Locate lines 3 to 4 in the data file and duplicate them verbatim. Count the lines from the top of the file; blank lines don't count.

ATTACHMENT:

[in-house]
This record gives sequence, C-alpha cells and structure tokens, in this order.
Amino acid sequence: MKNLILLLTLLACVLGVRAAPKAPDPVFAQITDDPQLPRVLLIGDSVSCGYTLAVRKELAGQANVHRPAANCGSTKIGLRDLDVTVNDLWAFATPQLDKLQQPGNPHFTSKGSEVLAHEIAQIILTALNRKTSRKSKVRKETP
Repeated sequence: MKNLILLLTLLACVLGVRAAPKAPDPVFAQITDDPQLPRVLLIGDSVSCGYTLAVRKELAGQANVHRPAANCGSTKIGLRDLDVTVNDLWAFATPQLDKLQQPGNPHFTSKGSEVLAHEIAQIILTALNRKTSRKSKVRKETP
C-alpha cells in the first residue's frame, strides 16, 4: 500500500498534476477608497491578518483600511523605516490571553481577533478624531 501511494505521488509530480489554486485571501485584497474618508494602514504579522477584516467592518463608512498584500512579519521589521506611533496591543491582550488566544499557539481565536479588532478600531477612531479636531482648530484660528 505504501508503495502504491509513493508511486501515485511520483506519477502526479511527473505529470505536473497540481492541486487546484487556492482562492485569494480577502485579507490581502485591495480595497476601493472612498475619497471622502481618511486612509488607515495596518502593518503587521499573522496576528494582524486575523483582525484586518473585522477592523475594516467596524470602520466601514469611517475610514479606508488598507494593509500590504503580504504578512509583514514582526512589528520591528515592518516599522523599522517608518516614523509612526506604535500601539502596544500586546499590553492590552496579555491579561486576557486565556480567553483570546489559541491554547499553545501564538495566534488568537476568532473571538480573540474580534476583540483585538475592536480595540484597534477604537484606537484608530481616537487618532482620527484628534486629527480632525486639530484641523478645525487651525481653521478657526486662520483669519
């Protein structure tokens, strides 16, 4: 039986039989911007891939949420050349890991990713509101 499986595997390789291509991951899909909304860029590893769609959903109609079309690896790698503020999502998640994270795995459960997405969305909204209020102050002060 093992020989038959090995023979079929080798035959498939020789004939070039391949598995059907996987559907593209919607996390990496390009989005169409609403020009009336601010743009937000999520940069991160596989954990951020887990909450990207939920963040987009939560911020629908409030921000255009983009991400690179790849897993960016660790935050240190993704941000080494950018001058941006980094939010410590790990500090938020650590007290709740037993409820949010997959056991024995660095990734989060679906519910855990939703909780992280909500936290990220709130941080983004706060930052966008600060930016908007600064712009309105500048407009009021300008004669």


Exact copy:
Amino acid sequence: MKNLILLLTLLACVLGVRAAPKAPDPVFAQITDDPQLPRVLLIGDSVSCGYTLAVRKELAGQANVHRPAANCGSTKIGLRDLDVTVNDLWAFATPQLDKLQQPGNPHFTSKGSEVLAHEIAQIILTALNRKTSRKSKVRKETP
Repeated sequence: MKNLILLLTLLACVLGVRAAPKAPDPVFAQITDDPQLPRVLLIGDSVSCGYTLAVRKELAGQANVHRPAANCGSTKIGLRDLDVTVNDLWAFATPQLDKLQQPGNPHFTSKGSEVLAHEIAQIILTALNRKTSRKSKVRKETP